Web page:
A term coined by economist Robert Higgs that describes the problem in governance that arises when government intervention increases during crises such as wars, natural disasters, or economic depressions. After the crisis government meets resistance in reversing the intervention, creating a situation where government intervention rarely returns to pre-crisis levels, which lead to a constant ratcheting up effect in growth of government intervention over time.
Robert Higgs - Liberty and the Long Run Growth of Government
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MAY 21, 2009 by ART CARDEN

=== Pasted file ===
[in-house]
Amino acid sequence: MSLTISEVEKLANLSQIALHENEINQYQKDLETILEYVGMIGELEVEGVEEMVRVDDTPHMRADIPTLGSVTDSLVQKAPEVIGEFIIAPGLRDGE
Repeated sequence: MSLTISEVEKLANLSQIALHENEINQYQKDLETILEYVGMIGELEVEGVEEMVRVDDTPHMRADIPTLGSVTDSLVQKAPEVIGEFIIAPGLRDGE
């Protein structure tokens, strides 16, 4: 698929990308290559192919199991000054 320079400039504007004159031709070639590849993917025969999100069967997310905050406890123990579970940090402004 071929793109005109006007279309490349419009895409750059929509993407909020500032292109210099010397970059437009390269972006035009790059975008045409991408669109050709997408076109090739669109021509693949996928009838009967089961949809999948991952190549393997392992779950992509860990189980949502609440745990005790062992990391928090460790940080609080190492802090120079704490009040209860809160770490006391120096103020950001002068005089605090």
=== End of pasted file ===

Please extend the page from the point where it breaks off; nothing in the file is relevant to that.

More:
What about World War II? Did it end the Great Depression? More generally, is war good for the economy? I answer both in the negative and borrow here from Ludwig von Mises: "War prosperity is like the prosperity that an earthquake or a plague brings." As Higgs points out, because of the array of interventions in the wartime economy, war materiel was valued incorrectly and therefore the GDP data overstate economic conditions. Moreover, conscription and arms production gave a misleading employment picture